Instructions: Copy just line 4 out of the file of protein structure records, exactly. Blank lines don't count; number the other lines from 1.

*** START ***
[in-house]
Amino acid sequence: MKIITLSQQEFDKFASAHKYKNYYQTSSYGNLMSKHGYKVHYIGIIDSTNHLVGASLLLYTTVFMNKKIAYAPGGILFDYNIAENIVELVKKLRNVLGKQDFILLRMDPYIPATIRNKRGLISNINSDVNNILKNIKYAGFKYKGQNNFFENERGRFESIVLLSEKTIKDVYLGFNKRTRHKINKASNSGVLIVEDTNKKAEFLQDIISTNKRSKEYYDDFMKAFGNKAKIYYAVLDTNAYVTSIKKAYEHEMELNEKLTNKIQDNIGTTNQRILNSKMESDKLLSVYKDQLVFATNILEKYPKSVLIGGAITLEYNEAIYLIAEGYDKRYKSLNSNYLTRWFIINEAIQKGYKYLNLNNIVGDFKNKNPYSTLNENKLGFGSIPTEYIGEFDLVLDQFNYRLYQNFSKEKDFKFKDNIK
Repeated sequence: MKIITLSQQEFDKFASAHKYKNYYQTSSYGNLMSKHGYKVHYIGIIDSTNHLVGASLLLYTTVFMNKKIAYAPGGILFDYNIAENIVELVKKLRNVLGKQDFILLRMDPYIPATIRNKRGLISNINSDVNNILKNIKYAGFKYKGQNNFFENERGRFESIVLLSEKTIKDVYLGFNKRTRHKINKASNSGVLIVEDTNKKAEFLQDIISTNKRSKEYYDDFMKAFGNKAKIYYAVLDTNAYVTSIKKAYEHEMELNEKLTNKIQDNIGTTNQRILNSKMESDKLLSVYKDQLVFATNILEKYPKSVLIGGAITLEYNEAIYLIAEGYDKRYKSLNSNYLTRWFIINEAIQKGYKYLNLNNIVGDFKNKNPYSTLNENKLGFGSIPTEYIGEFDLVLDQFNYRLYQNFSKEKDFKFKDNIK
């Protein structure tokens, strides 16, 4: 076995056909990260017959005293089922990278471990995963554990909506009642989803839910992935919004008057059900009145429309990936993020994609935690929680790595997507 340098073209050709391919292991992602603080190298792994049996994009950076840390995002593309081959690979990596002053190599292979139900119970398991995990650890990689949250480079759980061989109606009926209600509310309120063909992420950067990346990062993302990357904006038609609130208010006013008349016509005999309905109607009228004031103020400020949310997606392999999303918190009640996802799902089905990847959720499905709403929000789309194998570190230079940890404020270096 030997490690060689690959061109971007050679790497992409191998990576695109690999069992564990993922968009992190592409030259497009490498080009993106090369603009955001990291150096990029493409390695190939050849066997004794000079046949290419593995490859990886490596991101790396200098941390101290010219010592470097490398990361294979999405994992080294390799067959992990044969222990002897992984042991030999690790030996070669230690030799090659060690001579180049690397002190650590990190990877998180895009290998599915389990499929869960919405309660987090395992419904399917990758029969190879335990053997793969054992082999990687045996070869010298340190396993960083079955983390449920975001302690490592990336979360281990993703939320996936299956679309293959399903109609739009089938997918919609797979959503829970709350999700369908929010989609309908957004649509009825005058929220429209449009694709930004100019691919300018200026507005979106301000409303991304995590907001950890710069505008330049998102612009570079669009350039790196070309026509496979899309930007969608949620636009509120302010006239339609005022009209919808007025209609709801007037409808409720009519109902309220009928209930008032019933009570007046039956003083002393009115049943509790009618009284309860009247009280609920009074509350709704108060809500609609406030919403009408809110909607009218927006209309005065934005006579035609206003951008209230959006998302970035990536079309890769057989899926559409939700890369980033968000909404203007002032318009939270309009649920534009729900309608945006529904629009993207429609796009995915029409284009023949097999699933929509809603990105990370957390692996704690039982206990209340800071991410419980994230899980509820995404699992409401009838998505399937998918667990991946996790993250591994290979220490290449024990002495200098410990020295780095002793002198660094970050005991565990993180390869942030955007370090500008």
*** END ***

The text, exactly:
């Protein structure tokens, strides 16, 4: 076995056909990260017959005293089922990278471990995963554990909506009642989803839910992935919004008057059900009145429309990936993020994609935690929680790595997507 340098073209050709391919292991992602603080190298792994049996994009950076840390995002593309081959690979990596002053190599292979139900119970398991995990650890990689949250480079759980061989109606009926209600509310309120063909992420950067990346990062993302990357904006038609609130208010006013008349016509005999309905109607009228004031103020400020949310997606392999999303918190009640996802799902089905990847959720499905709403929000789309194998570190230079940890404020270096 030997490690060689690959061109971007050679790497992409191998990576695109690999069992564990993922968009992190592409030259497009490498080009993106090369603009955001990291150096990029493409390695190939050849066997004794000079046949290419593995490859990886490596991101790396200098941390101290010219010592470097490398990361294979999405994992080294390799067959992990044969222990002897992984042991030999690790030996070669230690030799090659060690001579180049690397002190650590990190990877998180895009290998599915389990499929869960919405309660987090395992419904399917990758029969190879335990053997793969054992082999990687045996070869010298340190396993960083079955983390449920975001302690490592990336979360281990993703939320996936299956679309293959399903109609739009089938997918919609797979959503829970709350999700369908929010989609309908957004649509009825005058929220429209449009694709930004100019691919300018200026507005979106301000409303991304995590907001950890710069505008330049998102612009570079669009350039790196070309026509496979899309930007969608949620636009509120302010006239339609005022009209919808007025209609709801007037409808409720009519109902309220009928209930008032019933009570007046039956003083002393009115049943509790009618009284309860009247009280609920009074509350709704108060809500609609406030919403009408809110909607009218927006209309005065934005006579035609206003951008209230959006998302970035990536079309890769057989899926559409939700890369980033968000909404203007002032318009939270309009649920534009729900309608945006529904629009993207429609796009995915029409284009023949097999699933929509809603990105990370957390692996704690039982206990209340800071991410419980994230899980509820995404699992409401009838998505399937998918667990991946996790993250591994290979220490290449024990002495200098410990020295780095002793002198660094970050005991565990993180390869942030955007370090500008």